I’m running into some decreased gaming performance in CS:GO and R6: Siege when going from A10 to A11, around 10-15% less UPS and a noticeably choppier experience. A11 never reaches full UPS on on desktop (at 120Hz it only goes up to 100~110 UPS, A10 was capable of solid 120 UPS while having 120Hz and 120FPS, a much smoother experience).

I didn’t do any rigorous benchmarking but I did test out a very large portion of different settings (V-sync, Spice, preventBuffer, mipmap, fullscreen, different compositors, different -K values) and honestly there was no defining changes (preventBuffer=0 did not change anything, maybe one UPS or two).

I made sure no cores (not in guest or host) was at 100% utilization and the GPU was around 100%~ in both versions of LG while gaming.

Any ideas how to try to take the performance to the next level?

GTX 970 guest
6700K (6 cores on guest, 2 on host)
DDR4 at 3000MHz at average timings
HD530 and GTX 770 for host


Sorry to hear that, it is evolving software so some changes can cause things to go backwards sometimes. I will have a dig around and see if I can note what may have changed, but AFAIK nothing should have caused a slowdown.

What resolution are you running? and, please post the output of the client


On Fedora, you will now need 2 additional packages to build the client:

libconfig-devel and nettle-devel

Not having these packages will result in failed builds.


This was documented both on the website and in the release information.


Running into a new problem. Fedora 27 only provides, and not that the client is requesting.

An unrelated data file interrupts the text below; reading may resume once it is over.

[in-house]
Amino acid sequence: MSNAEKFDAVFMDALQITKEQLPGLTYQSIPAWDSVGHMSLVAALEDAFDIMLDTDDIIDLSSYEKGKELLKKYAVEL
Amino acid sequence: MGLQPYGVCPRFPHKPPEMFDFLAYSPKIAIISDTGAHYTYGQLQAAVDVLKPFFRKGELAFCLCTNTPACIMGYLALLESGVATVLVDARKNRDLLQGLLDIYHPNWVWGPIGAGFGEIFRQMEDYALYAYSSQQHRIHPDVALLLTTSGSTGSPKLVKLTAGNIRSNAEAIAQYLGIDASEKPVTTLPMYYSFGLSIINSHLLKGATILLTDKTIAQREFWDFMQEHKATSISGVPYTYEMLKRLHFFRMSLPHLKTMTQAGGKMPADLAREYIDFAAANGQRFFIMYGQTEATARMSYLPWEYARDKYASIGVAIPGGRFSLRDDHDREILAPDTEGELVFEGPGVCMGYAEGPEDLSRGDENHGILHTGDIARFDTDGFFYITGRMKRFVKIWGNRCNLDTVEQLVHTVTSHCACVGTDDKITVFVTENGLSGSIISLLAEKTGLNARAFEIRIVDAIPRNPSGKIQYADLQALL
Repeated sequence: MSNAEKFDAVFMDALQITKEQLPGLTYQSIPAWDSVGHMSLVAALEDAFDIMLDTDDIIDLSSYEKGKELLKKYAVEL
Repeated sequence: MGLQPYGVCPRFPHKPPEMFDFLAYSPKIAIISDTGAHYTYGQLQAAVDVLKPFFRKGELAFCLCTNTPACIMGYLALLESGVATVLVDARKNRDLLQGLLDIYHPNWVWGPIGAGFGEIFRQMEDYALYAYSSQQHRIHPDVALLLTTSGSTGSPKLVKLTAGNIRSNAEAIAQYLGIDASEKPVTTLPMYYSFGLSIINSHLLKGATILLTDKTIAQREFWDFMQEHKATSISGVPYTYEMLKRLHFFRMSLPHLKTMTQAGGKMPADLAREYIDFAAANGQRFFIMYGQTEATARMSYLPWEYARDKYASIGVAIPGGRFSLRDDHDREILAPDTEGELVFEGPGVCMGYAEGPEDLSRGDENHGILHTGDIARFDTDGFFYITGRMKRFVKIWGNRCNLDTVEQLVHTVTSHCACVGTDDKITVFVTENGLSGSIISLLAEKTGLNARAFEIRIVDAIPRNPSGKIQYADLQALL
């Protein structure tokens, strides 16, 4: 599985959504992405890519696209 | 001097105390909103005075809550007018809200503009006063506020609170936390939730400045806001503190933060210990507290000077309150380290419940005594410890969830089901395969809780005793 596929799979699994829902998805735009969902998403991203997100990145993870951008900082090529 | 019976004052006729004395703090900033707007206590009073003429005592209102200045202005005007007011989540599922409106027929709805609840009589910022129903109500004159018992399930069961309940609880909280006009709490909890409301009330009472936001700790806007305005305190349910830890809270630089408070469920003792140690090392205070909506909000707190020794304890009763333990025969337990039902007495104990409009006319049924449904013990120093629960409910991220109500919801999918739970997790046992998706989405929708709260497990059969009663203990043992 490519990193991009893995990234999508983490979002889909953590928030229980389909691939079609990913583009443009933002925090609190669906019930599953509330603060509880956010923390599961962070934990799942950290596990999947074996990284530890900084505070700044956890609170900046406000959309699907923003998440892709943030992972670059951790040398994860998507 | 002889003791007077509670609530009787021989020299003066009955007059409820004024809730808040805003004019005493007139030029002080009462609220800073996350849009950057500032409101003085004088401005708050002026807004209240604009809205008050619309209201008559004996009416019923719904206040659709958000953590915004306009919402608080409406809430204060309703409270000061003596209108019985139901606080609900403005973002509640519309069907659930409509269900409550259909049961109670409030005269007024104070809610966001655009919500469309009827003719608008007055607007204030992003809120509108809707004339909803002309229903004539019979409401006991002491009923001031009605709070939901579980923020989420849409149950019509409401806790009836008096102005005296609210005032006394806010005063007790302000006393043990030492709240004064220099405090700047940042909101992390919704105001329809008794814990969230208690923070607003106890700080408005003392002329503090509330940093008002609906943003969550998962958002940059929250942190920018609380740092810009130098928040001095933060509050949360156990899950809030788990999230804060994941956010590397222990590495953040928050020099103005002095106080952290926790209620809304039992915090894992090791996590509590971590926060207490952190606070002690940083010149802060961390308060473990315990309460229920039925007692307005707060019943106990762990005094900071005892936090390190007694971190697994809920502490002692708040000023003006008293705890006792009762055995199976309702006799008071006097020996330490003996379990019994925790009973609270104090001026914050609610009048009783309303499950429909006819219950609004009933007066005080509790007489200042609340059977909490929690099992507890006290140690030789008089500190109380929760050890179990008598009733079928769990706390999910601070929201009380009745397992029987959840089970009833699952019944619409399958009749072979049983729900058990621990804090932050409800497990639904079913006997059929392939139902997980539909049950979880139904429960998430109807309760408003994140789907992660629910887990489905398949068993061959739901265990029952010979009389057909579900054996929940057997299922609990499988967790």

Edit: NVM, was my own fault for building libconfig from scratch…



./looking-glass-client-a11 -o opengl:vsync=0 -kMFsK 120
[I]               main.c:692  | run                            | Looking Glass ()
[I]               main.c:693  | run                            | Locking Method: Atomic
[I]               main.c:686  | try_renderer                   | Using Renderer: OpenGL
[I]               main.c:775  | run                            | Using: OpenGL
[I]               main.c:901  | run                            | Waiting for host to signal it's ready...
[I]             opengl.c:552  | pre_configure                  | Vendor  : Intel Open Source Technology Center
[I]             opengl.c:553  | pre_configure                  | Renderer: Mesa DRI Intel(R) HD Graphics 530 (Skylake GT2) 
[I]             opengl.c:554  | pre_configure                  | Version : 3.0 Mesa 17.2.8
[I]               main.c:921  | run                            | Host ready, starting session
[I]               main.c:177  | updatePositionInfo             | client 1920x1080, guest 1920x1080, target 1920x1080, scaleX: 1.00, scaleY 1.00
[I]             opengl.c:602  | configure                      | Using decoder: NULL

Yes, I’m aware this is very much an alpha product and I’m very grateful the current version is working as well as it is :slight_smile:


Just tried a11 host, but can only see DXGI support, though I use NvFBC in a10.


NvFBC has been disabled until beta release, it is too much work to maintain two APIs while the code is still in flux.


Liking that some games with light CPU load in low complexity scenes now actually reach 4K 53-60p on my potato X79 system with a Sandy Bridge Xeon. High complexity scenes still dip down to 4K at 38fps, so overall bandwidth on Xeon is still an issue. I’d have to upgrade to Threadripper 2 in order to reap the benefits of Looking Glass at 4K with DDR4-3466 quad channel guaranteed.